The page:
US-based medical device company Gala Therapeutics is set to begin its pivotal RheSolve clinical trial to evaluate the RheOx Bronchial Rheoplasty System for chronic bronchitis.
RheOx can potentially lessen mucus-producing cells in chronic bronchitis patients.
The latest move comes after the US Food and Drug Administration (FDA) granted conditional Investigational Device Exemption (IDE) approval to conduct the trial.
Gala Therapeutics CEO Jonathan Waldstreicher said: “With the approval of this rigorously designed trial, we are ready to commence enrolment at major medical centres across the US.
“This is a significant milestone towards bringing breakthrough therapy to millions of chronic bronchitis patients in the US.”
The technology consists of an electrosurgical generator and a single-use catheter that collectively provide non-thermal energy to the airways. It reduces abnormal mucus-producing cell number in the lungs, paving a path for the redevelopment of new normal cells.
Conducted using a minimally invasive, bronchoscopic procedure called Bronchial Rheoplasty, the RheOx System could improve cough and mucus symptoms of chronic bronchitis.
The double-blind, randomised, sham-controlled study will analyse the safety and efficacy of the RheOx System for treating bronchitis symptoms in chronic obstructive pulmonary disease (COPD) patients with moderate to severe chronic bronchitis.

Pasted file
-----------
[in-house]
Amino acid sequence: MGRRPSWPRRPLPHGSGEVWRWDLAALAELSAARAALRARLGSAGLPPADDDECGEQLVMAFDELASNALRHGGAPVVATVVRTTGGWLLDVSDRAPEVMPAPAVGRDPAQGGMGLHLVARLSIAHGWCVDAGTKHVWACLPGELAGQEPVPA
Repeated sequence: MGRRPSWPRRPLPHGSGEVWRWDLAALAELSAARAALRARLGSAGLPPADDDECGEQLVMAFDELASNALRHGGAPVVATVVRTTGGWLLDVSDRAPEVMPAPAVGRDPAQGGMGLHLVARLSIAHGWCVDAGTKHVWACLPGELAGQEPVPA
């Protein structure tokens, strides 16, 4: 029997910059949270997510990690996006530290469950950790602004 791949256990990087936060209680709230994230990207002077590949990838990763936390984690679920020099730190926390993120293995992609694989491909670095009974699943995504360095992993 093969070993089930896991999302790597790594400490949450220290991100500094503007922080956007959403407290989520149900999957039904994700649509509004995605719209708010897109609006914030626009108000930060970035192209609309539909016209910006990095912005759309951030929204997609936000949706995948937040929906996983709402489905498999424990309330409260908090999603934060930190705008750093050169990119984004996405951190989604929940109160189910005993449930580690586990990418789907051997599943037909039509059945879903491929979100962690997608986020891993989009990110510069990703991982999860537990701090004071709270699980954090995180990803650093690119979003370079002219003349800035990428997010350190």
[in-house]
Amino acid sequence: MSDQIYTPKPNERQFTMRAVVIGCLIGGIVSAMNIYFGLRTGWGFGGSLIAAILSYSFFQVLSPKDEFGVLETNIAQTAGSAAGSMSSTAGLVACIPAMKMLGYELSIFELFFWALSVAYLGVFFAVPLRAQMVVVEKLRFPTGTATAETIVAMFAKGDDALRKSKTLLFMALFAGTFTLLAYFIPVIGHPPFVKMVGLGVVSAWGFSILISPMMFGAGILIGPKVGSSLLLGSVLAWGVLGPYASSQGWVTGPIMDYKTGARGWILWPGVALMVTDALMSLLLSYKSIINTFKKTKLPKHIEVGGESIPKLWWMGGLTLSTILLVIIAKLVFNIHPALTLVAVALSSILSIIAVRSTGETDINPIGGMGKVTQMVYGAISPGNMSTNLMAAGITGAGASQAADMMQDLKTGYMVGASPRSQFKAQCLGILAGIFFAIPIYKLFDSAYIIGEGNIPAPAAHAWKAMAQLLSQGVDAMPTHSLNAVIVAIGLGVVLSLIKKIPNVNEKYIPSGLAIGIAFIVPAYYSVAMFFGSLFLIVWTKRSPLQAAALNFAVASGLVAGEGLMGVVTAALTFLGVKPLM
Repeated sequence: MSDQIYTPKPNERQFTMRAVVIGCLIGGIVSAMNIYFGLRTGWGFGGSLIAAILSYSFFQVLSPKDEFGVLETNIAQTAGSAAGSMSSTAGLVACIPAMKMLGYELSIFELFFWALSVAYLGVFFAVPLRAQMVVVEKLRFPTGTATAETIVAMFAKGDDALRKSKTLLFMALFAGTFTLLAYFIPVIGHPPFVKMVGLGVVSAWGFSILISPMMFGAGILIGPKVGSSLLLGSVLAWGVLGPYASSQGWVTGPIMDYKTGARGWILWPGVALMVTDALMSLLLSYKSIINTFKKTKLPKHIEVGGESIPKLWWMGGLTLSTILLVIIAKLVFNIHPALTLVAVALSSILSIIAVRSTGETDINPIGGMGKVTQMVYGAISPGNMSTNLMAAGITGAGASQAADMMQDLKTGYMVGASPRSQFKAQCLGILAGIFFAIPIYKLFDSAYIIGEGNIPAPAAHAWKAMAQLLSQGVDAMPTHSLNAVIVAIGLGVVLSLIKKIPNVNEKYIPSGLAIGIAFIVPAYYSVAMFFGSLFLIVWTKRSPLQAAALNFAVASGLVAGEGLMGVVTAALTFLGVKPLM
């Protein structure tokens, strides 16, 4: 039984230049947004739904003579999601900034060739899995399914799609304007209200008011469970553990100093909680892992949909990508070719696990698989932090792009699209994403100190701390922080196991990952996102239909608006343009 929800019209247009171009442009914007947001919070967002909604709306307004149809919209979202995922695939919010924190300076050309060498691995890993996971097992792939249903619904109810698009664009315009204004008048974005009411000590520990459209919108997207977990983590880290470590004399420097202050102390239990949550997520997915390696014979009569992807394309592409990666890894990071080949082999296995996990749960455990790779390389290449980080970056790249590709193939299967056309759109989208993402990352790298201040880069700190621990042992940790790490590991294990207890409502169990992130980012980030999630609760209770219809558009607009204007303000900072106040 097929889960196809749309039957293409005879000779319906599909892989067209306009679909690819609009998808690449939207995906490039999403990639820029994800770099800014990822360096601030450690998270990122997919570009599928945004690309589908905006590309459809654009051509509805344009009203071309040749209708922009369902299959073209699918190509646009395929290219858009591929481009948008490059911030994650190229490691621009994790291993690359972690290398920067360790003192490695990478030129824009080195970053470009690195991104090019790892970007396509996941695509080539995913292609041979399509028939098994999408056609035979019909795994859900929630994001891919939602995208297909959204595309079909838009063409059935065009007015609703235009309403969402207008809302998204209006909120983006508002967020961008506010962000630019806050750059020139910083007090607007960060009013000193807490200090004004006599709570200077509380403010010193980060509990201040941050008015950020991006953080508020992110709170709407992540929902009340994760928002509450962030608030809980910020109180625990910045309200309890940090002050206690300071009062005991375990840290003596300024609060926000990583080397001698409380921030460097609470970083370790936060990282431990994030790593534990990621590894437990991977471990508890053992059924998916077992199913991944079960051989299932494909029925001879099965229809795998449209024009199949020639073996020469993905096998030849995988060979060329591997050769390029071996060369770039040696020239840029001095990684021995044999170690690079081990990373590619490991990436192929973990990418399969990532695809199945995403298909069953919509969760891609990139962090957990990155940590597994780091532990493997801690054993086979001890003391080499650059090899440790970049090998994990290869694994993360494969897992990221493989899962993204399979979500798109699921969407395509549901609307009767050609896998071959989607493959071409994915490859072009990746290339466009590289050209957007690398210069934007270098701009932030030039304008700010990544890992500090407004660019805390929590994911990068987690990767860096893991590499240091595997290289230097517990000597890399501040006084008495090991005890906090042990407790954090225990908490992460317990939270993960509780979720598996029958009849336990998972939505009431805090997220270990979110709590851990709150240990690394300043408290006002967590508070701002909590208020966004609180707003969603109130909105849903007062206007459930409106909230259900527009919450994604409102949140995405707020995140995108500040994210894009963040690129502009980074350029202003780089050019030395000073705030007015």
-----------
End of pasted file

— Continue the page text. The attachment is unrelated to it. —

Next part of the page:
It will enrol 270 participants in a 2:1 ratio at up to 40 US centres and up to ten international centres.
The change from baseline to six months in the COPD Assessment Test (CAT) score will form the primary efficacy endpoint of the trial.
The University of Pittsburgh Pulmonary and Critical Care Medicine Division medicine professor and co-principal investigator of the trial Frank Sciurba said: “Chronic bronchitis is a debilitating disease, which results in symptoms that impact the quality of life, which commonly persist following guideline-based medical treatment.
“Prior feasibility study results suggest that Bronchial Rheoplasty using RheOx is well-tolerated, reduces symptoms, and may significantly improve quality of life for patients.”